Fujitsu Laboratories Limited today announced that it has been able to halve the power consumption of an optical waveguide switch based on silicon photonics through the world's first use of fine-patterned silicon germanium (SiGe) for this application, rather than conventional silicon (Si). This achievement will allow for high-speed optical switches capable of operating across a wide range of wavelengths, while featuring the world's lowest power requirements. In accordance with the constant rise of data volume being transmitted over networks, likewise, the power consumption of networking equipment shows a continuous growth trend, leading to concerns for a potentially serious energy problem in the future. Fujitsu's newly-developed technology will help contain power consumption while supporting large-volume network traffic, thus enabling high-end services linking multiple cloud networks and ultra-high-definition videoconferencing, among other applications.
Details of this technology will be presented at the 23rd Annual Meeting of the IEEE Photonics Society (PHO 2010), being held from November 7-11 in Denver, Colorado, U.S.
Parts of this research were undertaken as part of the work of the Vertically Integrated Center for Technologies of Optical Routing toward Ideal Energy Savings (VICTORIES) project, as part of the program The Formation of Innovation Center for Fusion of Advanced Technologies, sponsored by the Special Coordination Funds for Promoting Science and Technology, of Japan's Ministry of Education, Culture, Sports, Science and Technology (MEXT).
With the spread of data-intensive network services, such as cloud computing and ultra-high-definition video distribution, the volume of data being transmitted over networks looks set to rise continuously. Accordingly, the amount of electricity consumed by networking equipment in the year 2025 is predicted to be 13 times the 2006 figure if no energy-saving measures are taken (source: Japan Ministry of Economy, Trade and Industry's "Green IT Initiative" report, December 2007), leading to concern for a potentially serious energy problem.
Conventionally, switching between optical network paths requires that signals be converted from light to electricity and back again to light in order to be processed - these conversions are problematic because of the considerable power they require. An optical switch that processes optical signals as they are - without the need for conversion to electricity - would greatly reduce its power requirements. This issue has spurred ongoing research and development efforts for next-generation networks (Figure 1).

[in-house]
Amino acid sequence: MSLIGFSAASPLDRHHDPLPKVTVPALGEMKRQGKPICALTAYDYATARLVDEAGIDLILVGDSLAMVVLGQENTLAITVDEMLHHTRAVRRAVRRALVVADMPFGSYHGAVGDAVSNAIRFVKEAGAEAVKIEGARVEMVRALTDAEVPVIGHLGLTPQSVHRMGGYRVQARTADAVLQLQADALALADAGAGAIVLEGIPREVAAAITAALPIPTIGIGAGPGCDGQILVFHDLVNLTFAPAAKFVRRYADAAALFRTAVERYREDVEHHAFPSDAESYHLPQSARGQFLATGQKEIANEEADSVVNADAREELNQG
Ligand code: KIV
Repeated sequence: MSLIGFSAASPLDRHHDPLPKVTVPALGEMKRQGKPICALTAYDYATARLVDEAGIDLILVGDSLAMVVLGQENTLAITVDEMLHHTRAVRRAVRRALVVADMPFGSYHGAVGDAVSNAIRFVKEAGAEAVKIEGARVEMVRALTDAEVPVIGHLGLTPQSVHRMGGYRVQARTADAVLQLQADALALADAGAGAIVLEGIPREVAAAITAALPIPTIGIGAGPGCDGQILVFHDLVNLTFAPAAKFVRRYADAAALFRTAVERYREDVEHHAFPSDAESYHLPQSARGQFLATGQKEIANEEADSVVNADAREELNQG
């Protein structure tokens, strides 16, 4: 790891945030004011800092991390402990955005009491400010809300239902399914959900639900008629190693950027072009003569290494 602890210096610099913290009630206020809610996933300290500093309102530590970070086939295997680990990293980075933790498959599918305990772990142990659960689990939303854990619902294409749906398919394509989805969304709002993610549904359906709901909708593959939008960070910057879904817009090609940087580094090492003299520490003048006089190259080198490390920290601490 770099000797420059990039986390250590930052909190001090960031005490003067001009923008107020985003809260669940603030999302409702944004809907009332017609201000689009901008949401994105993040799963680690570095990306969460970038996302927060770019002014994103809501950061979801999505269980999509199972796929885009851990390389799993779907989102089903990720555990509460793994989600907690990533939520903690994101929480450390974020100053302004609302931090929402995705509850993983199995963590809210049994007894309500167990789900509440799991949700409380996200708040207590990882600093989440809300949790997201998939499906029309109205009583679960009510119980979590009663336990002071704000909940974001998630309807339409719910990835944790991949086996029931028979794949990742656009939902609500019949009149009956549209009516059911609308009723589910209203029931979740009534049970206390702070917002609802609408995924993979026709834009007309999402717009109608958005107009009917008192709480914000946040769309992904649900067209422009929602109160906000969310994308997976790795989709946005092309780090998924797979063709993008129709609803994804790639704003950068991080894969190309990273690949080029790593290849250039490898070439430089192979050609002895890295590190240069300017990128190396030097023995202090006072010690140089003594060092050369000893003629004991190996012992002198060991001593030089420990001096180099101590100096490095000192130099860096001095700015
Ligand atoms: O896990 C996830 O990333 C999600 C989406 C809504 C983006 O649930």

An optical switch is a device that can connect the paths of optical signals, and switch between them. A waveguide optical switch is a design that arrays multiple optical switching elements in series, between an optical-signal input point and output point. By combining the operations of each optical switching element, a desired optical signal path can be created (Figure 2).
An optical waveguide switch employing silicon photonics uses well-established silicon fabrication technology, which allows for inexpensive mass production. Furthermore, optical switch devices based on nanometer-scale waveguides and control electronic circuits can be lined up in large numbers on the same substrate, large-scale optical switches can be fabricated compactly, measuring a mere few centimeters squared.
Large-scale optical-waveguide switches operate multiple optical switching elements simultaneously. The heat that this generates can degrade device performance, which necessitates the lowest possible power consumption for each optical switching element.
With optical switching elements, the application of an electrical current to the refractive-index modulator causes electrons to accumulate in fine waveguides, which modulates the refractive index and switches the output port (Figure 3). With conventional optical switching elements made using fine-patterned Si, the electron-accumulation efficiency in fine Si waveguides is low, necessitating more current to achieve sufficient electron-accumulation, thereby increasing power consumption.
Fujitsu has developed the world's first optical switching element that uses fine-patterned SiGe in the refractive-index modulator (Figure 4). Forming fine-patterned SiGe, which has a narrower band-gap than Si, on top of Si allows for more efficient electron accumulation, and therefore less power is required for switching.
Prototype optical switch devices developed by Fujitsu operated on 1.5 mW of power, approximately half the power required for conventional fine-patterned Si optical switching elements. This represents the lowest power requirement in the world for an optical switching element capable of high-speed operation across a wide range of wavelengths.
Fujitsu's newly-developed low-power technologies for optical switch devices represent a significant step forward toward next-generation networking and pave the way for new services, such as high-speed services linking multiple cloud networks and ultra-high-definition videoconferencing.
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